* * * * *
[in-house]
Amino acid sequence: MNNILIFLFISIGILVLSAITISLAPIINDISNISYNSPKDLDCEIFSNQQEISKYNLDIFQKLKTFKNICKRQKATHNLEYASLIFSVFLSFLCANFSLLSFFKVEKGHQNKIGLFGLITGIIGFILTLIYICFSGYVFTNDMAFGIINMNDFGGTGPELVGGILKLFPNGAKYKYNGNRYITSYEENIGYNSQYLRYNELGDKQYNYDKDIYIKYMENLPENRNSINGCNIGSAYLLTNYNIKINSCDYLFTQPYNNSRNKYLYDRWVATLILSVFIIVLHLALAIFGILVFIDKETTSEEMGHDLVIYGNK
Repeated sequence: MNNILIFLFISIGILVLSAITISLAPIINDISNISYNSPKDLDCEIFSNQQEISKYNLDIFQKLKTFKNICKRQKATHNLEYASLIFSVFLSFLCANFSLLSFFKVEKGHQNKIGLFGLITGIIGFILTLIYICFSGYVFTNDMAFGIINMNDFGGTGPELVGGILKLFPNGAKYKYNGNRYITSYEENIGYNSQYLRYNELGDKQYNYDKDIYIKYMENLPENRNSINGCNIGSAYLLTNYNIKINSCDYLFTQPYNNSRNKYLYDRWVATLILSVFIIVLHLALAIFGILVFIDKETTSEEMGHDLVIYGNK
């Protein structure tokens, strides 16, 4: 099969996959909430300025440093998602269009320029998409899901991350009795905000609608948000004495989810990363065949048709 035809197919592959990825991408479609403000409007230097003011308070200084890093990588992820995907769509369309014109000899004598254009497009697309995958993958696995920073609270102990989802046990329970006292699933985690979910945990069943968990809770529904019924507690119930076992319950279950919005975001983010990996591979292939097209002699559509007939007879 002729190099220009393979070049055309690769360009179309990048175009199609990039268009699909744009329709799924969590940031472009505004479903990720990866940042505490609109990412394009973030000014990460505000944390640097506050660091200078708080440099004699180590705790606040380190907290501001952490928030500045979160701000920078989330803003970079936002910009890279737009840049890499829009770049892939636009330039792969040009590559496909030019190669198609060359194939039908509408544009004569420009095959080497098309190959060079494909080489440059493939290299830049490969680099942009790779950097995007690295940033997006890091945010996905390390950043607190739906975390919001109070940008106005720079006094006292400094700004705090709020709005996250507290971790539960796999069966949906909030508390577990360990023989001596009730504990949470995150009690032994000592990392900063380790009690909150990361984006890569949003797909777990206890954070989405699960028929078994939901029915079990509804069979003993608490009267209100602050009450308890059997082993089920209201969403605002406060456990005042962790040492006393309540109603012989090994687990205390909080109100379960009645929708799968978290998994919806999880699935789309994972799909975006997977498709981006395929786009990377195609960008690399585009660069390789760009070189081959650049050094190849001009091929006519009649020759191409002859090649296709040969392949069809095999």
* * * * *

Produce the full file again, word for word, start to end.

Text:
[in-house]
Amino acid sequence: MNNILIFLFISIGILVLSAITISLAPIINDISNISYNSPKDLDCEIFSNQQEISKYNLDIFQKLKTFKNICKRQKATHNLEYASLIFSVFLSFLCANFSLLSFFKVEKGHQNKIGLFGLITGIIGFILTLIYICFSGYVFTNDMAFGIINMNDFGGTGPELVGGILKLFPNGAKYKYNGNRYITSYEENIGYNSQYLRYNELGDKQYNYDKDIYIKYMENLPENRNSINGCNIGSAYLLTNYNIKINSCDYLFTQPYNNSRNKYLYDRWVATLILSVFIIVLHLALAIFGILVFIDKETTSEEMGHDLVIYGNK
Repeated sequence: MNNILIFLFISIGILVLSAITISLAPIINDISNISYNSPKDLDCEIFSNQQEISKYNLDIFQKLKTFKNICKRQKATHNLEYASLIFSVFLSFLCANFSLLSFFKVEKGHQNKIGLFGLITGIIGFILTLIYICFSGYVFTNDMAFGIINMNDFGGTGPELVGGILKLFPNGAKYKYNGNRYITSYEENIGYNSQYLRYNELGDKQYNYDKDIYIKYMENLPENRNSINGCNIGSAYLLTNYNIKINSCDYLFTQPYNNSRNKYLYDRWVATLILSVFIIVLHLALAIFGILVFIDKETTSEEMGHDLVIYGNK
């Protein structure tokens, strides 16, 4: 099969996959909430300025440093998602269009320029998409899901991350009795905000609608948000004495989810990363065949048709 035809197919592959990825991408479609403000409007230097003011308070200084890093990588992820995907769509369309014109000899004598254009497009697309995958993958696995920073609270102990989802046990329970006292699933985690979910945990069943968990809770529904019924507690119930076992319950279950919005975001983010990996591979292939097209002699559509007939007879 002729190099220009393979070049055309690769360009179309990048175009199609990039268009699909744009329709799924969590940031472009505004479903990720990866940042505490609109990412394009973030000014990460505000944390640097506050660091200078708080440099004699180590705790606040380190907290501001952490928030500045979160701000920078989330803003970079936002910009890279737009840049890499829009770049892939636009330039792969040009590559496909030019190669198609060359194939039908509408544009004569420009095959080497098309190959060079494909080489440059493939290299830049490969680099942009790779950097995007690295940033997006890091945010996905390390950043607190739906975390919001109070940008106005720079006094006292400094700004705090709020709005996250507290971790539960796999069966949906909030508390577990360990023989001596009730504990949470995150009690032994000592990392900063380790009690909150990361984006890569949003797909777990206890954070989405699960028929078994939901029915079990509804069979003993608490009267209100602050009450308890059997082993089920209201969403605002406060456990005042962790040492006393309540109603012989090994687990205390909080109100379960009645929708799968978290998994919806999880699935789309994972799909975006997977498709981006395929786009990377195609960008690399585009660069390789760009070189081959650049050094190849001009091929006519009649020759191409002859090649296709040969392949069809095999």